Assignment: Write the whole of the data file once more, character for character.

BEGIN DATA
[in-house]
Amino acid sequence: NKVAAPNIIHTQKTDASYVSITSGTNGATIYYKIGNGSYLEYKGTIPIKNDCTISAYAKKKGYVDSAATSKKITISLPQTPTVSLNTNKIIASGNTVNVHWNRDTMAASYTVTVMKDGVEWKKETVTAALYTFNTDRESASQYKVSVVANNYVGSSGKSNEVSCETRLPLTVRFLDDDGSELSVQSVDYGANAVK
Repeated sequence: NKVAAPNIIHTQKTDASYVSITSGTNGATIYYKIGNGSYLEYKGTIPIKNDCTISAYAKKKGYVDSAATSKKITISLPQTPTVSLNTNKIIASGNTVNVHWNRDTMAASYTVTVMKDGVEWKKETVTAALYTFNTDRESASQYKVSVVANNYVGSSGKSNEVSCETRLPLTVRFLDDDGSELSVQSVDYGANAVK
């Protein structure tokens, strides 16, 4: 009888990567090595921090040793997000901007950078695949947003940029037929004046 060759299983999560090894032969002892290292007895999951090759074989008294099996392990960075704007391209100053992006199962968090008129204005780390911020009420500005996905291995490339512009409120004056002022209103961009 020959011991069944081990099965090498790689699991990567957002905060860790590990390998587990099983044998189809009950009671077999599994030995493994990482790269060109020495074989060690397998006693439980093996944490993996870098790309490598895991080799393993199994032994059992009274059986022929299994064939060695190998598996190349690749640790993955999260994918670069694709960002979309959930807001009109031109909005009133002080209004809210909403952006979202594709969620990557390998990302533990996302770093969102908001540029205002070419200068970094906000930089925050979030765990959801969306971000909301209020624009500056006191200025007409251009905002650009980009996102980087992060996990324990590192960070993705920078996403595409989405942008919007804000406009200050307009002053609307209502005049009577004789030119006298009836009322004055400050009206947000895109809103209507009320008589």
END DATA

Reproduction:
[in-house]
Amino acid sequence: NKVAAPNIIHTQKTDASYVSITSGTNGATIYYKIGNGSYLEYKGTIPIKNDCTISAYAKKKGYVDSAATSKKITISLPQTPTVSLNTNKIIASGNTVNVHWNRDTMAASYTVTVMKDGVEWKKETVTAALYTFNTDRESASQYKVSVVANNYVGSSGKSNEVSCETRLPLTVRFLDDDGSELSVQSVDYGANAVK
Repeated sequence: NKVAAPNIIHTQKTDASYVSITSGTNGATIYYKIGNGSYLEYKGTIPIKNDCTISAYAKKKGYVDSAATSKKITISLPQTPTVSLNTNKIIASGNTVNVHWNRDTMAASYTVTVMKDGVEWKKETVTAALYTFNTDRESASQYKVSVVANNYVGSSGKSNEVSCETRLPLTVRFLDDDGSELSVQSVDYGANAVK
């Protein structure tokens, strides 16, 4: 009888990567090595921090040793997000901007950078695949947003940029037929004046 060759299983999560090894032969002892290292007895999951090759074989008294099996392990960075704007391209100053992006199962968090008129204005780390911020009420500005996905291995490339512009409120004056002022209103961009 020959011991069944081990099965090498790689699991990567957002905060860790590990390998587990099983044998189809009950009671077999599994030995493994990482790269060109020495074989060690397998006693439980093996944490993996870098790309490598895991080799393993199994032994059992009274059986022929299994064939060695190998598996190349690749640790993955999260994918670069694709960002979309959930807001009109031109909005009133002080209004809210909403952006979202594709969620990557390998990302533990996302770093969102908001540029205002070419200068970094906000930089925050979030765990959801969306971000909301209020624009500056006191200025007409251009905002650009980009996102980087992060996990324990590192960070993705920078996403595409989405942008919007804000406009200050307009002053609307209502005049009577004789030119006298009836009322004055400050009206947000895109809103209507009320008589």